May 12, 2021 - 9:51 am
Yelling over the rumble of water making its way through the remnants of downed trees, Brent pointed to the gap between two small logs and told me to drop my night crawler through it.
My sluggish response must have led him to believe I did not hear him, so Brent repeated his direction, emphatically pointing toward the gap with his fishing rod. “Drop the worm through there.”
Less than a foot wide, the gap was a little intimidating, even though it led to a small pocket of water to one side of the stream where it forced its ways through the nature-built barrier. Brent, my older cousin by a couple of years, knew how to fish cold mountain streams, and my mother had asked to him to share some of his knowledge with me. At that moment, however, I was not sure whether he was teaching or taunting me.
Despite fearing my hook would get snagged on something in that gap, I did as Brent said to do. To my surprise, a scrappy rainbow trout took the night crawler as it sunk out of sight. There were other learning moments that day, and others over the years, but few are as memorable as that one.
By following Brent up and down mountain streams on family vacations, I learned how to read the water and to recognize where a wary trout might be holed up.
Years later, while fly-fishing on Haymeadow Reservoir about 200 miles north of Las Vegas, I noticed a fellow fly-fisherman who was catching fish at a much faster rate than the rest of us. Probably two to one. Curiosity led me to observe carefully from what I hope was a respectful distance.
He was using an olive Woolly Bugger with a bead head, and so was I. He was using a slow retrieve, and so was I. So, after getting up the nerve, I shared my observations with the man and asked what he was doing differently.
“You are fishing too deep,” the fisherman responded. Obviously, he had been making his own observations. Then he took a few moments out of his fishing time to explain how he used a floating strike indicator to keep his fly above the weed beds where trout were seeking respite from the warm sun. The man also told me that my slow retrieve was not slow enough.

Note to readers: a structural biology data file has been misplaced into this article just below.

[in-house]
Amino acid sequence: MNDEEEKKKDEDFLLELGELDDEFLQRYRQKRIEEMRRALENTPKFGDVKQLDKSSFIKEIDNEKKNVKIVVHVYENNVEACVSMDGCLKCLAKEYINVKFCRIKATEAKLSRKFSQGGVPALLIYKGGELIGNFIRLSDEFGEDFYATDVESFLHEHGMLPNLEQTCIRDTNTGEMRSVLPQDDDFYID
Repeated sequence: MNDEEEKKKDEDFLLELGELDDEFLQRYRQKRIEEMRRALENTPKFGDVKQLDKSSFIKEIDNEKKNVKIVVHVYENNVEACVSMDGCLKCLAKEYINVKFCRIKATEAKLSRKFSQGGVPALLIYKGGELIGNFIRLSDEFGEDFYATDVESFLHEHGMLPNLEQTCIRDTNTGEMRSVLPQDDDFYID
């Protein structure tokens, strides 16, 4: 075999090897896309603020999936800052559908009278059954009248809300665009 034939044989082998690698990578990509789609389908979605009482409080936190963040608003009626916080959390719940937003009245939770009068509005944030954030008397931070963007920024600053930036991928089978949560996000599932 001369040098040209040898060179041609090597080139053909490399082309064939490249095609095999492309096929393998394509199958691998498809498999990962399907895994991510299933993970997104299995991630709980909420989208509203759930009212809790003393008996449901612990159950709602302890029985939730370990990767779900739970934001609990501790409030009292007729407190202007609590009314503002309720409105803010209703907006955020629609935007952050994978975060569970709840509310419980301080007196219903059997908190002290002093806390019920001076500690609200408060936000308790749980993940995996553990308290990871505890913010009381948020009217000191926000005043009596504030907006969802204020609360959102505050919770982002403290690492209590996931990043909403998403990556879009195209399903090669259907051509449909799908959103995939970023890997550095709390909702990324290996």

It did not take long for me to make the necessary adjustments. Soon I was catching fish at a much faster rate. He could have ignored my inquiry and asked me to leave him alone, but instead he took the opportunity to share a bit of the knowledge he had gained through his years of experience.
Then again, perhaps he too had been the recipient of a similar lesson from someone he had run into somewhere along his outdoor way. Perhaps he was just paying it forward as they say.
Learning is one of the great benefits of spending time in the outdoors. There is always something new to learn, a skill to develop. And there is always the opportunity to share what we have learned with someone else.
Sharing does not mean giving up our favorite honey holes, but it does mean giving a little of ourselves to someone else. Sharing is never a one-way street. Both the sharer and the recipient benefit.
So too do the traditional outdoor pursuits like fishing, hunting and recreational shooting that provide most of the funding for America’s conservation and wildlife management efforts.
Sharing ensures they have a future.
Freelance writer Doug Nielsen is a conservation educator for the Nevada Department of Wildlife. His “In the Outdoors” column is not affiliated with or endorsed by the NDOW. Any opinions he states in his column are his own. Find him on Facebook at @dougwritesoutdoors. He can be reached at firstname.lastname@example.org.